Several of racing's different financial facets were in evidence yesterday. It was confirmed that the publication of next year's fixture list has been delayed due to uncertainty over the level of funding for the sport provided from the Levy on betting turnover, a knock-on effect of sea changes in punters' habits and the bookmaking business. Meanwhile, the season's leading trainer, Richard Hannon, with nearly £2m already banked on behalf of his owners, outlined his plans for carrying on his plunder of one of the calendar's richest juvenile contests, Saturday's Weatherbys Super Sprint at Newbury.
Hannon's record in the £200,000 five-furlong dash is remarkable. He has won seven of the 19 runnings, stretching from Lyric Fantasy in 1992 to Monsieur Chevalier last year. This time he plans to field at least six, though the participation of his likely No 1 fancy Reckless Reward itself may depend on a lucrative sales deal.
The colt, runner-up in the Norfolk Stakes, is in the process of being sold to race in Hong Kong for an unspecified sum, but one that is likely to be more than his £38,000 cost as a yearling 11 months ago. Though the domestic trading scene is on something of a downer, spending in the Far East is not.
"The deal hasn't quite gone through yet," said Hannon yesterday, "and if it doesn't he could well run. But we might be able to persuade the new owners to run him anyway."
The Super Sprint is one of the contests in the programme which promises a decent reward to outlay, being restricted to horses sold at public auction for £53,000 or less, with the cheaper carrying less weight than the dearer ones. The trick, therefore, is to spot a speedy animal in the bargain basement, and is one at which Hannon and his buying team are particularly adept.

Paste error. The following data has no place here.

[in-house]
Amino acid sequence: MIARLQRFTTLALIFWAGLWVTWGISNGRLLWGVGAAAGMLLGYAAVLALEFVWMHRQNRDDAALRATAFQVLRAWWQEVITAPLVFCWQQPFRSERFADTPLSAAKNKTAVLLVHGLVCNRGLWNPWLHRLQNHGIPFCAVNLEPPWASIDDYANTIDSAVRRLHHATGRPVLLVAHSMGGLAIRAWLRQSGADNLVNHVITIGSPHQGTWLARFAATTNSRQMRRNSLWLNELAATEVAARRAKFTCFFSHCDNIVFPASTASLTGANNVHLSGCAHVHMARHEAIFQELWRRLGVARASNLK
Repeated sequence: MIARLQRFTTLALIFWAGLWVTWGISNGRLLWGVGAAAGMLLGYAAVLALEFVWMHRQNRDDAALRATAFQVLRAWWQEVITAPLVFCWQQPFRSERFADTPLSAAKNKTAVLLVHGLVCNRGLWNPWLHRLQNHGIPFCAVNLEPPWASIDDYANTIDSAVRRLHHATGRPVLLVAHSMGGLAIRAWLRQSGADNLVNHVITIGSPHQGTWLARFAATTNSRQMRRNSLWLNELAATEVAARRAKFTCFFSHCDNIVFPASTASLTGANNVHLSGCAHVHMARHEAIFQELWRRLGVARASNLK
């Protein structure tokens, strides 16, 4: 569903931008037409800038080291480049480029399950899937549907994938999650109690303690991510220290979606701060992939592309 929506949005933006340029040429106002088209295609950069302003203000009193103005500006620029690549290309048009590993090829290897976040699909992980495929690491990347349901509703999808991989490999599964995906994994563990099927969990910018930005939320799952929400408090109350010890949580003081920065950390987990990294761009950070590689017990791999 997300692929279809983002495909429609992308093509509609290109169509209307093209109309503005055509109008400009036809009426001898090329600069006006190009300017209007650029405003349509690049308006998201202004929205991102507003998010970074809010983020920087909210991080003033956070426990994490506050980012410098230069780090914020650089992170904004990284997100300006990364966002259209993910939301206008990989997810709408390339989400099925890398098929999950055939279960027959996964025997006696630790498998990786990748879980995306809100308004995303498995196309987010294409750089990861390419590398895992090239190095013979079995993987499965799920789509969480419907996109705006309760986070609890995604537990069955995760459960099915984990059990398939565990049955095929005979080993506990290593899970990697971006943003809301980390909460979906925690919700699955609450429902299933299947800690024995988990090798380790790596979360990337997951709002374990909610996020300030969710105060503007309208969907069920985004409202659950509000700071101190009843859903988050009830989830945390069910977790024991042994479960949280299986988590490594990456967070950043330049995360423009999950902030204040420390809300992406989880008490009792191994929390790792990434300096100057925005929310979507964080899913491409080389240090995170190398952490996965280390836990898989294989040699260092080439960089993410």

Hannon nominated Rossetti, Bilko Pak and Takeaway as his likeliest lads should Reckless Reward not make the start. "I don't think it's the strongest team we've ever had," he added, "but I don't think it's the strongest edition of the race." Hannon has proved capable of providing winners of the contest at prices to suit all breeds of punter; Lyric Fantasy was a 2-5 favourite and his Lady Livius started at 100-1.
If only the Levy was as reliable. The 2009 yield was 20 per cent down on 2008 figures and the estimated 2010 figures show it a further 17 per cent lower at £76.5m, a drop of over a third in two years. Betting exchanges and the departure of several leading bookmaking firms offshore have been apportioned some of the blame. Nic Coward, chief executive of the British Horesracing Authority, acknowledged frustration in the fixture list delay, but said: "It would be irresponsible for us to plan for 2011 when setting fixtures now could ultimately result in racing being left out of pocket."
Johnny Murtagh has decided not to appeal against the six-day suspension he picked up aboard winner Starspangledbanner in last Friday's July Cup.
Sue montgomery's nap
Zabeel Tower (9.20 Musselburgh)
Back at his optimum trip after one poor run, and one much better, last month, and has headgear applied this time.
Tillietudlem (3.30 Beverley)
Has been very well placed to score five times this term and has the hungriest senior assistance in the saddle today.
*one to watch
Menadati (D R Lanigan)
Good-looking US-bred who missed the break big-time on his debut but made good late progress.
*where the money's going
Paul Hanagan, with 11 rides today, is 4-7 for the jockeys' title with Coral, who offered him at 40-1 pre-season, and Skybet.
*chris mcgrath's nap
Ginger Jack (7.50 Musselburgh)